Artificial Intelligence vs Machine Learning vs Deep Learning
Clear up the confusion of how all-encompassing terms like artificial intelligence, machine learning, and deep learning differ.
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Machine learning and artificial intelligence (AI) are all the rage these days — but with all the buzzwords swirling around them, it's easy to get lost and not see the difference between hype and reality. For example, just because an algorithm is used to calculate information doesn’t mean the label "machine learning" or "artificial intelligence" should be applied.
Before we can even define AI or machine learning, though, I want to take a step back and define a concept that is at the core of both AI and machine learning: algorithm.
What Is an Algorithm?
An algorithm is a set of rules to be followed when solving problems. In machine learning, algorithms take in data and perform calculations to find an answer. The calculations can be very simple or they can be more on the complex side. Algorithms should deliver the correct answer in the most efficient manner. What good is an algorithm if it takes longer than a human would to analyze the data? What good is it if it provides incorrect information?
Algorithms need to be trained to learn how to classify and process information. The efficiency and accuracy of the algorithm are dependent on how well the algorithm was trained. Using an algorithm to calculate something does not automatically mean machine learning or AI was being used. All squares are rectangles, but not all rectangles are squares.
Unfortunately, today, we often see the machine learning and AI buzzwords being thrown around to indicate that an algorithm was used to analyze data and make a prediction. Using an algorithm to predict an outcome of an event is not machine learning. Using the outcome of your prediction to improve future predictions is.
AI vs. Machine Learning vs. Deep Learning
AI and machine learning are often used interchangeably, especially in the realm of big data. But these aren’t the same thing, and it is important to understand how these can be applied differently.
Artificial intelligence is a broader concept than machine learning, which addresses the use of computers to mimic the cognitive functions of humans. When machines carry out tasks based on algorithms in an “intelligent” manner, that is AI. Machine learning is a subset of AI and focuses on the ability of machines to receive a set of data and learn for themselves, changing algorithms as they learn more about the information they are processing.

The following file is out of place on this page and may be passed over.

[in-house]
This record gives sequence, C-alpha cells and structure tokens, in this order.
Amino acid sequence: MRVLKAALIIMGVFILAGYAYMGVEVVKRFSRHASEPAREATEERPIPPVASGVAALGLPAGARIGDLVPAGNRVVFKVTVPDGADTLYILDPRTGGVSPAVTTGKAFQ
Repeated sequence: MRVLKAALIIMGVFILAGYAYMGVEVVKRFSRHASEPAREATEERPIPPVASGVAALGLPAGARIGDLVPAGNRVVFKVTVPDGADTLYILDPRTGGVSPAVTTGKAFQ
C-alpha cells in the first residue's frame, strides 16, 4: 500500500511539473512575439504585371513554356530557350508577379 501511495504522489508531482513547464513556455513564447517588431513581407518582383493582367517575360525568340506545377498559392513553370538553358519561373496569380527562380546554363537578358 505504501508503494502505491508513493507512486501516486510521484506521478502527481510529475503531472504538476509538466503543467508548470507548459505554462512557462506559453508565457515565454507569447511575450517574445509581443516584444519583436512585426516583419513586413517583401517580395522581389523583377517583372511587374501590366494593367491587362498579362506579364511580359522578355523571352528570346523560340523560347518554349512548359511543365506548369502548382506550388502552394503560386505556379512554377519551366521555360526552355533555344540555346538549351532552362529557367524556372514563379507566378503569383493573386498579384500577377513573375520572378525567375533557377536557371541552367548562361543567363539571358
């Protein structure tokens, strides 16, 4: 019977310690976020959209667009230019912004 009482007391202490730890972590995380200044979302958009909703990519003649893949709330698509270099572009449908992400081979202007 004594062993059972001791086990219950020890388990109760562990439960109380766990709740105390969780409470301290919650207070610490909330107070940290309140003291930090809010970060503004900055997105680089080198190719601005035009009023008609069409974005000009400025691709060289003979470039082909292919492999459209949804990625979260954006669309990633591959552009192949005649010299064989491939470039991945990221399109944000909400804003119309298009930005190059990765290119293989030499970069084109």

Training computers to think like humans is achieved partly through the use of neural networks. Neural networks are a series of algorithms modeled after the human brain. Just as the brain can recognize patterns and help us categorize and classify information, neural networks do the same for computers. The brain is constantly trying to make sense of the information it is processing, and to do this, it labels and assigns items to categories. When we encounter something new, we try to compare it to a known item to help us understand and make sense of it. Neural networks do the same for computers.
Benefits of neural networks:
- Extract meaning from complicated data
- Detect trends and identify patterns too complex for humans to notice
- Learn by example
- Speed advantages
Deep learning goes yet another level deeper and can be considered a subset of machine learning. The concept of deep learning is sometimes just referred to as "deep neural networks," referring to the many layers involved. A neural network may only have a single layer of data, while a deep neural network has two or more. The layers can be seen as a nested hierarchy of related concepts or decision trees. The answer to one question leads to a set of deeper related questions.
Deep learning networks need to see large quantities of items in order to be trained. Instead of being programmed with the edges that define items, the systems learn from exposure to millions of data points. An early example of this is the Google Brain learning to recognize cats after being shown over ten million images. Deep learning networks do not need to be programmed with the criteria that define items; they are able to identify edges through being exposed to large amounts of data.
Data Is at the Heart of the Matter
Whether you are using an algorithm, artificial intelligence, or machine learning, one thing is certain: if the data being used is flawed, then the insights and information extracted will be flawed. According to this article, “algorithms can be as flawed as the humans they replace — and the more data they use, the more opportunities arise for those flaws to emerge.” Decisions need to be based off clean and meaningful data.
What is data cleansing? Wikipedia defines it as:
“The process of detecting and correcting (or removing) corrupt or inaccurate records from a record set, table, or database and refers to identifying incomplete, incorrect or irrelevant parts of the data and then replacing, modifying or deleting the dirty or coarse data.”
And according to the CrowdFlower Data Science report, data scientists spend the majority of their time cleansing data — and surprisingly this is also their least favorite part of their job. Despite this, it is also the most important part, as the output can’t be trusted if the data hasn’t been cleansed.
For AI and machine learning to continue to advance, the data driving the algorithms and decisions need to be high-quality. If the data can’t be trusted, how can the insights from the data be trusted?
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